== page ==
Richard Warren

20thc British art and poetry (mainly), plus bits of my own – "Clearly I tap to you clearly along the plumbing of the world" (W S Graham)

Monthly Archives: June 2016

Graphic dreams of Utopia

red virginAs a quick post, here’s a link to my review of Mary and Bryan Talbot’s recently published graphic novel on the life of Louise Michel, The Red Virgin and the Vision of Utopia. Review now up on the Kate Sharpley Library site, with thanks to John at KSL. It occurs to me that utopianism is a form of displaced nostalgia. And that nationalism is a form of displaced utopianism. And that nostalgia … Anyway …

No disrespect to Louise Michel in any of this – a remarkably courageous and principled woman. It’s graphic novels that I find a little worrying these days.

The Improdigal Father

This blogs needs a re-injection of energy. Sorry. Meanwhile, Happy Father’s Day for yesterday! Far be it from me to criticise Jesus’s skills as a creator of parables, but don’t you sometimes feel that the figure of the father in the parable of the Prodigal Son is rather too blank, too blameless? Isn’t self reproach a part of the suffering of God the Father? Shouldn’t the whole thing be more symmetrical? So here’s a little vision that came to me yesterday during Communion. With a nice pic by Max Beckmann.

The Improdigal Father

After the younger son had left for a distant country, there to squander his wealth, the presence of his remaining brother proved a diminishing comfort to the father, who entered a dark period of prolonged remorse and self-examination. News of the famine in his son’s adopted country and of the young man’s impoverished and pitiful condition only deepened the old man’s guilt, while the severely dutiful character of the older son became less a compensation than an irritant.

Max Beckmann, The Prodigal Son

Max Beckmann, The Prodigal Son

“It’s all very well you slaving out here in the fields all day,”  commented his father, “but your brother is starving, somewhere hundreds of miles away, and there’s absolutely nothing I can do about it. And you working all hours and calculating the profits isn’t going to help. Your brother’s going to die and you’re in complete denial.”

“Well someone’s got to take care of business,” said the son. “And you’re just sitting around moping all day and beating yourself up about it. What good does that do?”

His father didn’t answer.

“And maybe,” his son continued, “he wouldn’t have left in the first place if you hadn’t been so hard on him, banging on all the time about responsibility and aspiration. You never played with us when we were little, you know. We didn’t exactly have a fun childhood.”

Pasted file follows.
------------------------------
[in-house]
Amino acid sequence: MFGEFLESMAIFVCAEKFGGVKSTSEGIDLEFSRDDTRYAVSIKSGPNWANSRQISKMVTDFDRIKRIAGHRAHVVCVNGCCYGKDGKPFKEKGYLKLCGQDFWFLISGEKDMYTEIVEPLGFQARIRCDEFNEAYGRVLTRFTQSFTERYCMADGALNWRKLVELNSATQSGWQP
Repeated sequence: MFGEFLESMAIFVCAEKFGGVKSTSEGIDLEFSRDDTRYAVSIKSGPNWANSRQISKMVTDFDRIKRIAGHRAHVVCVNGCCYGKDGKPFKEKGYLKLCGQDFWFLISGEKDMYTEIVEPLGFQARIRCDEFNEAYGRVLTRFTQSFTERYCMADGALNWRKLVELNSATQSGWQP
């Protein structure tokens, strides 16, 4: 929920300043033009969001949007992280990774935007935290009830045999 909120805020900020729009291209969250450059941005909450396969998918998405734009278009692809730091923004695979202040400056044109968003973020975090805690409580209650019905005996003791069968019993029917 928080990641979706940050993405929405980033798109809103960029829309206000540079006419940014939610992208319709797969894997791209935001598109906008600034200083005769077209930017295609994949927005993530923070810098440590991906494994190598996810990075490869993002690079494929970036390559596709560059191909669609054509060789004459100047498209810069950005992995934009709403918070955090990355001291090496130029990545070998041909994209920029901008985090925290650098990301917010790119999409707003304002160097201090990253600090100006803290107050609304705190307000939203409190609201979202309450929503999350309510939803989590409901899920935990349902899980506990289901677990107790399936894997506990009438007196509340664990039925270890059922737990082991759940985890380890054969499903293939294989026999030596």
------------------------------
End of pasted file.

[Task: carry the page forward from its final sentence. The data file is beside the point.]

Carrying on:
“I know, I know” mumbled the father. “But then, your grandfather was very distant with me when I was small. I never had much of an example to follow.”

But his son wasn’t listening. “And then,” he continued, “after all those years of repression, to go and give him his half of the estate, all in one go. You might have known what would happen. Total disaster! He simply couldn’t handle it, but that wasn’t his fault.”

“I know, I know. But I was trying to do the right thing. I wanted to make it up to him for being so hard on him. But I just made everything worse.”

Then news came that his lost son had been spotted, a long way down the road, walking back home. The old man rushed out of the house, tears staining his face, and ran to find him. When he met him he threw his arms around him and kissed him.

“I’m so sorry,” he wept. “It’s all my fault. I have sinned against heaven and against you. I’ve been a useless dad; in fact I’m no longer worthy to be called your father. I’ve been so depressed and guilty about it. A day hasn’t gone past when I haven’t reproached myself for everything that’s happened. I’ve lain awake every night thinking about your situation, worrying about the future. And your brother hasn’t helped. He’s grown so cold and hard, like me. All he thinks about is his work. I only wanted the best for you both. Where did I go wrong?”

“It’s OK, it’s OK,” said the young man. “You don’t have to feel bad about it any more. I’m home now and things will be better, you’ll see. We’ve both learned a valuable lesson. I’ll tell you what – have you still got a fattened calf left? Why don’t we go home and kill it and have a feast to celebrate? That’ll cheer you up a bit.”

When the older brother found out what was happening, he became angry and resentful. But his younger brother said to him, “Celebrate with us and be glad. This father of ours was dead and is alive again. He was lost and is found.”